This week I am teaching map making in my reporting class. As I was thinking through how to do that, I was thinking, “I ought to build a map.” What kind of map? Well, it would be cool to show where every American Indian or Alaska Native is running for office. At the federal level, Senate and House, at the state level, legislatures, and important offices, such as city councils or state superintendent of public instruction.
I’ll do this both in map form and build a graphic table.

As I have written before: Congressional parity would mean at least 7 House seats plus two in the Senate.

So … please send data. If you know someone running for office, send me a note, a tweet, or post a comment on Facebook.

Also hat tip to the Indigenous Politics Blog. I liked the data reports during Canada’s recent elections. It’s time to try that in the U.S.

For federal offices, this is what I have so far.

Washington

Joe Patookas, Democrat. http://www.pakootasforcongress.com

Montana

Potential. Denise Juneau, Democrat. http://www.krtv.com/story/30319249/state-superintendent-of-schools-juneau-may-challenge-zinke-for-us-house-in-2016

Arizona

Shawn Redd, Republican, http://www.foxnews.com/politics/2015/10/21/republican-mounts-uphill-bid-to-be-first-navajo-in-congress/

Oklahoma

Tom Cole, Republican. http://www.tomcoleforcongress.com

Markwayne Mullins, Republican. http://www.mullinforcongress.com

Now a pitch: Send data. Tips, spreadsheets, the works. (Or leave a reply.)

email: mntrahant@mac.com

Thank you.

Mark

Naked and afraid? Sixteen Republican candidates compete to survive

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Presidential Debate season begins on August 6

MARK TRAHANT

What do you do with sixteen candidates? It’s a thorny problem for Republicans. Why’s that? Because right now one of those candidates, Donald Trump, is loud enough to drown out all the other “major” candidates.

Wouldn’t it be fun if the nomination contest was more like a basketball tournament? Then top-seeded Donald Trump would battle 16th seed Ohio Gov. John Kasich a battle of ideas. Or how about dropping the bunch in the jungle Naked and Afraid. We could even start voting and eliminate a candidate every week, until it’s just the Republican versus a Democrat.

Enough. Back to the chaos. And Donald Trump.

As The Washington Post put it on Sunday: “For yet another week, Trump talk dominated the Sunday morning political shows, with several devoting roundtable discussions to his disruption of the GOP presidential primary and at least two of his GOP rivals using their clashes with him in recent days as a means of securing interviews on the shows — during which they continued to clash with him.”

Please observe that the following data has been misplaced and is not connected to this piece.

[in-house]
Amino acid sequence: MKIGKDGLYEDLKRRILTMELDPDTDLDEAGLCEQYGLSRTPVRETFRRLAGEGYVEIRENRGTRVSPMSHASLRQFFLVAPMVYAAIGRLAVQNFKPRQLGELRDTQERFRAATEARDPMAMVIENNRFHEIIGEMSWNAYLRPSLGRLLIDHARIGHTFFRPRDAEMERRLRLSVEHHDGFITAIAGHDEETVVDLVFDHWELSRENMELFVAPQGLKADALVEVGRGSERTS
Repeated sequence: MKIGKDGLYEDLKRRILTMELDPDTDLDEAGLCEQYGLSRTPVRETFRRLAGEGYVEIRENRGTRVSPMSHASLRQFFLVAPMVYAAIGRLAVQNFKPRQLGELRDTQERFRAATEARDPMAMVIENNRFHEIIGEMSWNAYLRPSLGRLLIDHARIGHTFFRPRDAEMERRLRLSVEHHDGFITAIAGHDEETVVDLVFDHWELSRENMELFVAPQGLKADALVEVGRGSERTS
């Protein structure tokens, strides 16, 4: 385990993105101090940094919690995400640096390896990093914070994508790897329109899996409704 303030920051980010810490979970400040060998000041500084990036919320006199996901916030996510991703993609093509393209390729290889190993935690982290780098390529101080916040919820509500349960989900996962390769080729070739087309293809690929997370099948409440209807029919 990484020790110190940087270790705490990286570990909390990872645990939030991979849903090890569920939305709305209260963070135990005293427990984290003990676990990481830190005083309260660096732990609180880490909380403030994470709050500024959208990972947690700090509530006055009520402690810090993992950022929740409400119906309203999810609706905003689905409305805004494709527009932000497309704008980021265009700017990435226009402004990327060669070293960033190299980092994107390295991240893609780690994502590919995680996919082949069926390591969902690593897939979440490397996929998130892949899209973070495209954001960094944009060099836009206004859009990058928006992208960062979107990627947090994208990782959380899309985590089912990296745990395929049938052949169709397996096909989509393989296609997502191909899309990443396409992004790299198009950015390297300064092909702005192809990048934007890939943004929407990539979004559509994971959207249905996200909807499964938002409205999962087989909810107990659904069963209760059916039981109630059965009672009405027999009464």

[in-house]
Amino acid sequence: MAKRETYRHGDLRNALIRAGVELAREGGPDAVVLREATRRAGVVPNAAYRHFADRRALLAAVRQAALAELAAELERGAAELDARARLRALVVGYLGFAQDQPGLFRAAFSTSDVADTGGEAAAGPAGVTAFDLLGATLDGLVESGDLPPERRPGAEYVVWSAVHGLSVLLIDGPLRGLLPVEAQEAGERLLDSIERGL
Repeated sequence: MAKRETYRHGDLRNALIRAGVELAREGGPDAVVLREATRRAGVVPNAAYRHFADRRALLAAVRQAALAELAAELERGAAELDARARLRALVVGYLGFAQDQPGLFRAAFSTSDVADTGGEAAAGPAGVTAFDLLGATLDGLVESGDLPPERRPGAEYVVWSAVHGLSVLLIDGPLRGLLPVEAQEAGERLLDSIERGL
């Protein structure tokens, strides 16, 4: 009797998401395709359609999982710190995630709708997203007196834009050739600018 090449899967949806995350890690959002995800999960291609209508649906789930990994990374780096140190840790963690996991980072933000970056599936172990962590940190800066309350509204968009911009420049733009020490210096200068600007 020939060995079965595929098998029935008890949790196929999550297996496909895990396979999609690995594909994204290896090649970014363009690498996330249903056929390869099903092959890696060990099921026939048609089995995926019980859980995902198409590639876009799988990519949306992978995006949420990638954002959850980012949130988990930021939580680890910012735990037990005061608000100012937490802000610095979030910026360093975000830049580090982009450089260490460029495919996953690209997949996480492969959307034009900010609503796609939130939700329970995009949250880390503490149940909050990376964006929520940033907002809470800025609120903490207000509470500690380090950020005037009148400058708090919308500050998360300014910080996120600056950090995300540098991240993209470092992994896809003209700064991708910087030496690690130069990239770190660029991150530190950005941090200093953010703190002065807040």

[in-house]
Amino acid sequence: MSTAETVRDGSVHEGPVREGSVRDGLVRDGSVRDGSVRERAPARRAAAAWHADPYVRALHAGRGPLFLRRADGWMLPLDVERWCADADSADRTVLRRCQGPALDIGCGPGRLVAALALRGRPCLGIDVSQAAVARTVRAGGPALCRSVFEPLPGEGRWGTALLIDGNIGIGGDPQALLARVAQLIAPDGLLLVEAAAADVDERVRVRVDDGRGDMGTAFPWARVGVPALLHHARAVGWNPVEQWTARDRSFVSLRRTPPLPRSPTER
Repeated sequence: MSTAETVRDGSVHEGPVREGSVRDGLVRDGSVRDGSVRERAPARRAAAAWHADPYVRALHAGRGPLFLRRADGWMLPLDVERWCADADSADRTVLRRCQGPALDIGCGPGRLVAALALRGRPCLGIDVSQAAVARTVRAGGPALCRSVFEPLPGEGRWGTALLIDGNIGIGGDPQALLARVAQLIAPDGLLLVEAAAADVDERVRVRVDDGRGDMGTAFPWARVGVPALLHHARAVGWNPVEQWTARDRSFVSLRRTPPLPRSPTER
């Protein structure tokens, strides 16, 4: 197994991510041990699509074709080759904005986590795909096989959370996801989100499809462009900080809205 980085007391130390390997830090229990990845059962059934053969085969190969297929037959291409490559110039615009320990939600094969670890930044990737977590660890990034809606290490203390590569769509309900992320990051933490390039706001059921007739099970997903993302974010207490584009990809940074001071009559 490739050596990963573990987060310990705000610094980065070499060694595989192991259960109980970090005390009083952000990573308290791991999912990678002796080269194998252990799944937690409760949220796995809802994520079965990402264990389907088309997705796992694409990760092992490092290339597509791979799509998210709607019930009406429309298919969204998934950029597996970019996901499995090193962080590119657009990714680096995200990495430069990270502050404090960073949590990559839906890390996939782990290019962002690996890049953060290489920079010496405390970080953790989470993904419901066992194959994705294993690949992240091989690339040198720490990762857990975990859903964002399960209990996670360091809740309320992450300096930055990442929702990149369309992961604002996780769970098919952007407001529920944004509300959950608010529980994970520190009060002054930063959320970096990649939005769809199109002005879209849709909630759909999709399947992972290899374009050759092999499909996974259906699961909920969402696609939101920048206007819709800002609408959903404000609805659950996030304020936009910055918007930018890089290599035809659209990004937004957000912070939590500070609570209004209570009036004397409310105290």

On August 6 in Cleveland the first debate is set, an opportunity to raise serious issues. As if. It’s more likely that it will be Trump versus the other nine candidates tossing one liners back and forth.

Of course American Indian and Alaska Native issues don’t get attention this early anyway. Usually that happens late in the campaigns, during the general election, when a position paper is released that outlines the candidate’s official policy. That’s too bad. It would be good to press candidates from both parties about how they see treaties, the federal-Indian relationship, and the management of federal programs that serve Native Americans.

Then again it’s pretty clear where most stand. The Tea Party wing of the Republicans — Trump, Marco Rubio, Scott Walker, Ben Carson, Ted Cruz, and Rand Paul — would dramatically cut federal spending. Paul has even called for the elimination of the Bureau of Indian Affairs and drastic cuts at the Indian Health Service. If any of this happened, the Sequester would be the Good Old Days.

Even a self-described serious candidate, former Florida Gov. Jeb Bush, suggests its time to reshape government. A few days ago in Tallahassee, he said that as governor he used a hiring freeze to shrink state government. He suggested the same approach would work in Washington where only one employee could be hired for every three who retire or leave government service. Bush also said it ought to be easier to fire federal employees. “There are a lot of exemplary employees in the federal government, but they’re treated no better than the bad ones,” he said. “The bad ones are almost impossible to effectively discipline or remove.”

Candidate Kasich was chairman of the House Budget Committee when President Bill Clinton declared the “era of big government is over.” That suited Kasich then. And now. One proposal at the time was to “reinvent” the Bureau of Indian Affairs with a block grant program. “The reinvented Bureau of Indian Affairs would provide block grants, rather than engaging in the direct provision of services or the direct supervision of tribal activities,” the House proposal said. This “would reduce the central office operations of the BIA by 50 percent and eliminate funding for the Navajo and western Oklahoma area offices. It would eliminate technical assistance of Indian enterprises, through which technical assistance for economic enterprises is provided by contracts with the private sector or with other Federal agencies.” Congress would have ended direct loans and reduce loan guarantees.

The Republicans running for president all share contempt for the Affordable Care Act (and most don’t know that would include the provisions of the Indian Health Care Improvement Act.) All are also supportive of more development, such as the Keystone XL pipeline, and generally dismissive of any action to limit climate change.